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Testing visual clarity

There are many decisions to be made in creating a Mobile Ready Hero image, such as:

  • Should size be presented off pack or on pack?
  • Should zoom be used?
  • Should an item that is inside the pack be pulled out?

For any of these questions, the answer is usually to choose whichever option best enables consumers to recognise the product and distinguish it from other similar products, when the image is viewed at approximately 16 x 16mm on a mobile.

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Why test visual clarity?

It is important that shoppers can distinguish their target products from other similar products on a mobile device. They can do this by reading the words in the product title or by looking at the product image, often at high speed. Some shoppers rely more on the product titles, and others rely more on the images, as described on the page on shopper behaviour.

The product title is typically presented large enough that the majority of shoppers are able to read it. However, not all shoppers do so accurately because they tend to scan the titles at high speed. In fact, nearly everyone who has done grocery shopping online can tell a story of accidentally buying a product that was not what they thought it was (especially on size).

As a result, it is important to consider the visual clarity of the information in the image as well as that in the product title. The key question is whether the shoppers can look at the image at a realistic size (typically 16 x 16mm) on a mobile and correctly identify the 4Ws.

How to test visual clarity?

Some approaches to testing visual clarity have been developed by the Cambridge Engineering Design Centre. The SEE-IT method, in particular, is well suited for testing Mobile Ready Hero Images. A hero image can be considered to ‘pass’ a minimum level of visual clarity if all of the 4Ws score less than 25% exclusion using this test.

Another helpful approach is using the Gaussian Blur function, which is available in most image manipulation programs. In Photoshop, a Gaussian Blur with a radius of 34 pixels applied to a 3000 x 3000 pixel image simulates the challenges of viewing that image at 16 x 16 mm on a mobile phone held 40cm from the user. This approach is particularly beneficial when discussing and reviewing images presented on large screens during meetings.

A hero image can be considered to ‘pass’ a minimum level of visual clarity if all of the 4Ws remain distinguishable in the blurred version of the image. This level of blurring is explicitly specified in the Check visual clarity section of the GS1 guideline.

This blurring process is automated in the Clari-Fi tool developed by the Cambridge Engineering Design Centre. The tool uses PowerPoint to produce the simulated images, and can process lots of images at the click of a single button.

Clari-Fi is now available to download from Single user licences for Clari-Fi cost £250 + VAT.

Which other image tests might be useful?

A/B split tests

An A/B split test is run live on a retailer’s actual website and/or app. When shoppers visit this website or app, half of them (randomly selected) are shown packshots, and the other half are shown hero images. The actual product sales for the two different conditions are then compared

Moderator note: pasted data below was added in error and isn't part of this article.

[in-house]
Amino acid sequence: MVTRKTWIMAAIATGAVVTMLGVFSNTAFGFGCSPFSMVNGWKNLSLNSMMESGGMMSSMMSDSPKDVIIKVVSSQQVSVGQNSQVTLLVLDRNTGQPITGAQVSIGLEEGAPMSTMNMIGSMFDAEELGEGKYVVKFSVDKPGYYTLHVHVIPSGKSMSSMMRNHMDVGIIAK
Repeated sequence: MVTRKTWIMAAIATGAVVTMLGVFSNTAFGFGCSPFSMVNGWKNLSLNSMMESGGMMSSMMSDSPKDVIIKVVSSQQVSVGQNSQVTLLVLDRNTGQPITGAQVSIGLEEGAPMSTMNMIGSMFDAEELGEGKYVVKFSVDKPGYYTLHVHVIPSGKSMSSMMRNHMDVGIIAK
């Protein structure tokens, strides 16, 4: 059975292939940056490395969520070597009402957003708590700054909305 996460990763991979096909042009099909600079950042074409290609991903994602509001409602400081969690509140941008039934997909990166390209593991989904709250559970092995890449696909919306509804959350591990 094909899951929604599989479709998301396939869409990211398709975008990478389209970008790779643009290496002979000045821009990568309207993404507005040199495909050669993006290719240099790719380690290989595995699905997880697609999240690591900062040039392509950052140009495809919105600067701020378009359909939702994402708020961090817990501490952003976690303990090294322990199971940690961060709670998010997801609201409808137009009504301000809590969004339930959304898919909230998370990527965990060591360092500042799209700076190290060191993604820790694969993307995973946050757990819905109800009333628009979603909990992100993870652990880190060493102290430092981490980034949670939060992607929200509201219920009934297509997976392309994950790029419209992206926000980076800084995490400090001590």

A/B split tests have the advantage of running large sample sizes at comparatively low costs, and they measure sales uplift, which is the single outcome metric that suppliers and retailers both care most about. However, the results are averaged across the whole portfolio of images tested, so this kind of test is of limited use for diagnostics or comparing multiple alternative options. Furthermore, even if there is no sales uplift associated with a change, there may be many other benefits that are not captured by this kind of test, such as enabling people to shop faster and with fewer errors.

Shopper research

Shopper research involves recruiting shoppers to perform particular tasks in a controlled environment. The shoppers might be prompted with purchasing instructions, or might be asked to spend their own money buying their own things. The research might involve shopping on live retailer sites, or simulated testing environments. It may also include:

  • Testing various sets of images, which may include different mixes of hero images and pack shots,
  • Observing the shop as it happens,
  • Tracking the shoppers’ eyes and interaction patterns,
  • Following up with interviews.

Effective shopper research needs to be planned carefully with appropriate experimental design. It has the advantage of complementing quantitative outcome data with qualitative information from interviews. However, it is comparatively expensive to run, so sample sizes are usually fairly small.

What is the best strategy for image testing?

We recommend using a visual clarity test as the primary method for informing the choices made when designing hero images. This is the fastest test, and so can be applied at scale for many products and many alternatives. It can also measure the visual clarity of each of the 4Ws in turn, which gives feedback for image improvements.

However, it is important to realise that shoppers may like or dislike an image for many reasons, and this may impact their purchasing behaviour. As such, Cambridge recommends complementing visual clarity tests with A/B split tests and other methods of shopper research.


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